Tuesday, January 1, 2008

Abusing Amazon

(Happy New Year to all of my readers, and I trust that one of your resolutions for 2008 is to read more.)

In yesterday's post, I shared my review of Dembski and Wells' new book, The Design of Life: Discovering Signs of Intelligence in Biological Systems. That review enjoyed a brief stay on Amazon's review pages for this book, but you can't find it there now. And here's why...

As most of you know, Amazon publishes reviews of the books available through them. They also have in place a system whereby readers of those reviews can vote on whether or not each review was helpful. Apparently, that voting then determines the order of appearance--and even whether or not a review continues to appear there at all.

Soon after The Design of Life came out, there were about a dozen reviews that appeared there (mine included). All were 5-star reviews, and each was thoughtful, well-written, and informative. Each interacted in a meaningful way with the content of the book (as is required by Amazon's rules governing this review process), and it was clear that each of the authors had read the book in question.

Well, this was too much for the fundamentalist Darwinists. Once they realized what was happening, they began a sabotage campaign, flooding the review page with negative (1-star) reviews and voting down the 5-star reviews and up the 1-star reviews. It wasn't long before few of those thoughtful reviews by people who had actually read the book remained, and the review page displayed mostly 1-star reviews like the following (by E. Duran of San Jose, CA)...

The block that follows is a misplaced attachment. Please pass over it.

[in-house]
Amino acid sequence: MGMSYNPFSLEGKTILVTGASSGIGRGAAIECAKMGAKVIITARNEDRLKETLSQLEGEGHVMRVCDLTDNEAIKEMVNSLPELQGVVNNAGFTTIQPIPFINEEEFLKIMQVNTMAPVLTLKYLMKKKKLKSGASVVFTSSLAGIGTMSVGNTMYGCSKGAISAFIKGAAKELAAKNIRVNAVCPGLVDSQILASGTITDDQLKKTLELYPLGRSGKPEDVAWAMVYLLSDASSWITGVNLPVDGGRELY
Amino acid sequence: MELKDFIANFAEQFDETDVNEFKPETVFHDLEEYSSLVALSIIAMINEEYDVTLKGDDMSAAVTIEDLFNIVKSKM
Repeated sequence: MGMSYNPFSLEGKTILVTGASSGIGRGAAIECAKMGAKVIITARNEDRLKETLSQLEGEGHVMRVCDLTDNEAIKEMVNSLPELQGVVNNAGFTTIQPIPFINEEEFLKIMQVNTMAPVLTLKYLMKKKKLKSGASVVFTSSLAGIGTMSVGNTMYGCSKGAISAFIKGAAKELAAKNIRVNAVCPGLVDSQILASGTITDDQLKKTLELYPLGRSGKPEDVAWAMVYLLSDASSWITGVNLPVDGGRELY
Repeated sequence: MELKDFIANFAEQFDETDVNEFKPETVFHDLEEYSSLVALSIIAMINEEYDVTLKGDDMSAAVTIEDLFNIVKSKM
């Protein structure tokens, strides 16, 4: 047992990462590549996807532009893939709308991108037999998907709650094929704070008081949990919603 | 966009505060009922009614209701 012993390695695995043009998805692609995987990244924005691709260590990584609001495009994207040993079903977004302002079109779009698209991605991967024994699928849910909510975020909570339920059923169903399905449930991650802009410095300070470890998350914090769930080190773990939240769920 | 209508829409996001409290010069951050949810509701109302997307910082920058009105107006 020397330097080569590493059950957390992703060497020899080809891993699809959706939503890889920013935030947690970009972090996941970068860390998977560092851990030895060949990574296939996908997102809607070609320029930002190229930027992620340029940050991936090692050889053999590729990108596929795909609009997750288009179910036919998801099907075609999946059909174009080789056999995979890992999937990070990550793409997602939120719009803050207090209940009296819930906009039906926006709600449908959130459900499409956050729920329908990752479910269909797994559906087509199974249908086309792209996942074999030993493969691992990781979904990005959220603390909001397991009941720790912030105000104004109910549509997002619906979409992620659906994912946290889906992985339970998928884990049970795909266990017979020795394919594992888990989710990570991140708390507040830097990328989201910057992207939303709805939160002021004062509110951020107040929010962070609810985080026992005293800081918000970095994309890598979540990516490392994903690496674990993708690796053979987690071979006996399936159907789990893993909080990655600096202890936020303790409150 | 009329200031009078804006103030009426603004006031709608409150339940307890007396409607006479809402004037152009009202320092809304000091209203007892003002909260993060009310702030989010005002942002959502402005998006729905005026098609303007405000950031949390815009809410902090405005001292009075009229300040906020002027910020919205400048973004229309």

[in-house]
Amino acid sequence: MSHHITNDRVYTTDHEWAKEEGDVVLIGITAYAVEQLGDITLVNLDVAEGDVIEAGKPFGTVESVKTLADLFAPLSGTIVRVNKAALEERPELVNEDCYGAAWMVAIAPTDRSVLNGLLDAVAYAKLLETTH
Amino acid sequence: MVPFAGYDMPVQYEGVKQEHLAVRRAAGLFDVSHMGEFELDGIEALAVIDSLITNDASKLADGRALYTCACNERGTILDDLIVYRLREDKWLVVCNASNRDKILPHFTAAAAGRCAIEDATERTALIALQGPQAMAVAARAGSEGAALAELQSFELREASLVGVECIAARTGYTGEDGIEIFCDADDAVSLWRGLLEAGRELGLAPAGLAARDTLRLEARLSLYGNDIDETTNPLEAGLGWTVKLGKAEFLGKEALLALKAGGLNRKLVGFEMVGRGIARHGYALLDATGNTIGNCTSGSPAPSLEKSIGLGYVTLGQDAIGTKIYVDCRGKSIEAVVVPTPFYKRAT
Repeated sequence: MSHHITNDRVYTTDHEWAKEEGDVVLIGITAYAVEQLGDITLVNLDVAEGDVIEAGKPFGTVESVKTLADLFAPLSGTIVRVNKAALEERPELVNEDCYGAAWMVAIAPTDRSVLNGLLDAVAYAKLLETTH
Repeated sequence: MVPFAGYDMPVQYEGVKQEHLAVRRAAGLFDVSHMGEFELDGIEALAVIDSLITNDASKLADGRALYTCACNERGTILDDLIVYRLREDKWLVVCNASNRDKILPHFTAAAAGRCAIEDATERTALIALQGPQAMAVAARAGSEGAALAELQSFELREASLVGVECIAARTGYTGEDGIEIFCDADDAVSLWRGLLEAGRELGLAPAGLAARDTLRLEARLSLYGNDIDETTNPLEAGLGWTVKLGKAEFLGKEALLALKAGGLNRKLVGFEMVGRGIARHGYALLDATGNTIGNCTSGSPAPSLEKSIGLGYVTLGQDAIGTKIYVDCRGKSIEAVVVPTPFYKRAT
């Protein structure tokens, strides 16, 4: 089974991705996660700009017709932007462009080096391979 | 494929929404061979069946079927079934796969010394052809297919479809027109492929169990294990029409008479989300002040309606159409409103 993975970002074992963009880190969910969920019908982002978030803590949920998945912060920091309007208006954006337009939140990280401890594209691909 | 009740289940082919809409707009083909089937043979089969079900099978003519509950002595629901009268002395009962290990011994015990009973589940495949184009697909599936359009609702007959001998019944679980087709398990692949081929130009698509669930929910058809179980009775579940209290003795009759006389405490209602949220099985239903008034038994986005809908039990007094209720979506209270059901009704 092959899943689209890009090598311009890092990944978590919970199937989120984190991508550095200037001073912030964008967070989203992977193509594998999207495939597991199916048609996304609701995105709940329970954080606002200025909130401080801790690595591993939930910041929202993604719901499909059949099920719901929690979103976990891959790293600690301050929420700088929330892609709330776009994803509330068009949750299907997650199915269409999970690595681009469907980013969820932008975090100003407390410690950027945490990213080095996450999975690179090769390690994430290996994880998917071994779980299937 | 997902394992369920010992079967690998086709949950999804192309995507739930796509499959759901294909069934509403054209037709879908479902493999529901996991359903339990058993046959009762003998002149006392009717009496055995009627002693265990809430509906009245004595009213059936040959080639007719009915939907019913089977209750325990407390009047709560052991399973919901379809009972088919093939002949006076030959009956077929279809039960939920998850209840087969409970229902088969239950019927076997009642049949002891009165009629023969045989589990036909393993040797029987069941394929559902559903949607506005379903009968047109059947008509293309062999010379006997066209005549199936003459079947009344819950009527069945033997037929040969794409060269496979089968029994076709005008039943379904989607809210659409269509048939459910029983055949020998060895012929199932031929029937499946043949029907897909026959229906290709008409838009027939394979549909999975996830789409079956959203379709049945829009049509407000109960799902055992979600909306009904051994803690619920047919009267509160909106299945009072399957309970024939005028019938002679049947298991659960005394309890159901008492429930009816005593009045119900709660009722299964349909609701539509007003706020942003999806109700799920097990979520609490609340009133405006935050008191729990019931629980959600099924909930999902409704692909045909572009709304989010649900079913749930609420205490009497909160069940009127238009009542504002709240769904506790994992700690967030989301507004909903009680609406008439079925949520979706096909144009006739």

I just finished reading this book without vomiting. I had to go back and read Darwin’s “Origin of Species” again to remove the bad taste out of my mouth.
Helpful and informative, right? That's the entire review, just as it appeared. And yet at one point (on 20 December 2007), 44 of 50 people had found this review helpful. As a result, some of the reviews by those of us who actually read the book were bumped from the list of those available.

As you might guess, other 1-star reviews trotted out ad hominem attacks, called the book fallacious without being able to identify any specific fallacies, and generally failed to interact with any of the actual content of the book. For anyone following this process on Amazon, it was yet another example of the vast differences (in intellectual integrity, among other things) between those seeking truth on these scientific issues (of the origins of life and of information in biological systems) and the idealogues who somehow feel called to defend Darwinism at all costs.

Such desperate tactics by Darwinists (which are not, of course, limited to the Amazon review process) represent one of the (apparently necessary) stages in a major paradigm shift as predicted by philosophers of science. At the highest levels, neo-Darwinism is being seen for the bankrupt system it really is, and many can't stand the idea of allowing God back into the debate.

1 comment:

Bill from Detroit said...

Hmmm ... I'm not so certain how Darwin got there. ;-)